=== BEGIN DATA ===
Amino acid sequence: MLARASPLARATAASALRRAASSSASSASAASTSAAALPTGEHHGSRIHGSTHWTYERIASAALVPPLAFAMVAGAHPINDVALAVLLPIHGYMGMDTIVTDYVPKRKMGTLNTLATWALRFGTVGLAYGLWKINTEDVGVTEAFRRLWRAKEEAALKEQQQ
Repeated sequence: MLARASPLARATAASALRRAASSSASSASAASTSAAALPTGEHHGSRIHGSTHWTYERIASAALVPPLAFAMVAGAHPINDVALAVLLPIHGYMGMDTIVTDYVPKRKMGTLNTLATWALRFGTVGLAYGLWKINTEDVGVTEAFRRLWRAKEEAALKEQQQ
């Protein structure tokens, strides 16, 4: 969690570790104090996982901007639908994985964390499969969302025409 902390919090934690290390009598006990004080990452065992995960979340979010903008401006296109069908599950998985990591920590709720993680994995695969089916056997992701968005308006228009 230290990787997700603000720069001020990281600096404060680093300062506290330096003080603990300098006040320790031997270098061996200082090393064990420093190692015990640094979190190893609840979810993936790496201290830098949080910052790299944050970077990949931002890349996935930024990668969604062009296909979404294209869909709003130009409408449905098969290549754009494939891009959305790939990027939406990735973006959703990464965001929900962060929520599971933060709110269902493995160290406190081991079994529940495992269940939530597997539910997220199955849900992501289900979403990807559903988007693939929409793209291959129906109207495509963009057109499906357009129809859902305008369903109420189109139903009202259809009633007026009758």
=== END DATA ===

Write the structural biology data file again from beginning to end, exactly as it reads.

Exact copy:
Amino acid sequence: MLARASPLARATAASALRRAASSSASSASAASTSAAALPTGEHHGSRIHGSTHWTYERIASAALVPPLAFAMVAGAHPINDVALAVLLPIHGYMGMDTIVTDYVPKRKMGTLNTLATWALRFGTVGLAYGLWKINTEDVGVTEAFRRLWRAKEEAALKEQQQ
Repeated sequence: MLARASPLARATAASALRRAASSSASSASAASTSAAALPTGEHHGSRIHGSTHWTYERIASAALVPPLAFAMVAGAHPINDVALAVLLPIHGYMGMDTIVTDYVPKRKMGTLNTLATWALRFGTVGLAYGLWKINTEDVGVTEAFRRLWRAKEEAALKEQQQ
């Protein structure tokens, strides 16, 4: 969690570790104090996982901007639908994985964390499969969302025409 902390919090934690290390009598006990004080990452065992995960979340979010903008401006296109069908599950998985990591920590709720993680994995695969089916056997992701968005308006228009 230290990787997700603000720069001020990281600096404060680093300062506290330096003080603990300098006040320790031997270098061996200082090393064990420093190692015990640094979190190893609840979810993936790496201290830098949080910052790299944050970077990949931002890349996935930024990668969604062009296909979404294209869909709003130009409408449905098969290549754009494939891009959305790939990027939406990735973006959703990464965001929900962060929520599971933060709110269902493995160290406190081991079994529940495992269940939530597997539910997220199955849900992501289900979403990807559903988007693939929409793209291959129906109207495509963009057109499906357009129809859902305008369903109420189109139903009202259809009633007026009758």